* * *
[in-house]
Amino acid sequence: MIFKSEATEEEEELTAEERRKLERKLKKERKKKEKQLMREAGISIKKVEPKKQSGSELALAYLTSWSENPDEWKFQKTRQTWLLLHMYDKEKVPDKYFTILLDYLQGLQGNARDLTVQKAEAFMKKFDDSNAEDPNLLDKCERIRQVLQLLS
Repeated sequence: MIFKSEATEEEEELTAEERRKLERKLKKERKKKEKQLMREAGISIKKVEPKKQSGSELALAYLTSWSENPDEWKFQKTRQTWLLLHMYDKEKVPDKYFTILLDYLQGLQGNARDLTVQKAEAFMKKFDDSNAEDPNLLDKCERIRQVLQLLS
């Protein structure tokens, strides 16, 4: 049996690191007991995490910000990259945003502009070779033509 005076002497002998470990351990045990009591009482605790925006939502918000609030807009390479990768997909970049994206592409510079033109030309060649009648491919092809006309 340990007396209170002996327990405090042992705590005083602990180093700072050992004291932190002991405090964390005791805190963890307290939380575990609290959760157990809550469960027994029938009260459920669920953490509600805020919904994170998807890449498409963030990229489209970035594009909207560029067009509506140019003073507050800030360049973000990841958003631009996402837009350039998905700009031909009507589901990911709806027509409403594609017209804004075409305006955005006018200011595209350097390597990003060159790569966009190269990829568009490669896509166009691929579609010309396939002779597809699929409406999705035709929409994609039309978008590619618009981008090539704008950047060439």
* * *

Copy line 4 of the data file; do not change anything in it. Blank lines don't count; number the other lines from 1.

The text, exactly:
């Protein structure tokens, strides 16, 4: 049996690191007991995490910000990259945003502009070779033509 005076002497002998470990351990045990009591009482605790925006939502918000609030807009390479990768997909970049994206592409510079033109030309060649009648491919092809006309 340990007396209170002996327990405090042992705590005083602990180093700072050992004291932190002991405090964390005791805190963890307290939380575990609290959760157990809550469960027994029938009260459920669920953490509600805020919904994170998807890449498409963030990229489209970035594009909207560029067009509506140019003073507050800030360049973000990841958003631009996402837009350039998905700009031909009507589901990911709806027509409403594609017209804004075409305006955005006018200011595209350097390597990003060159790569966009190269990829568009490669896509166009691929579609010309396939002779597809699929409406999705035709929409994609039309978008590619618009981008090539704008950047060439």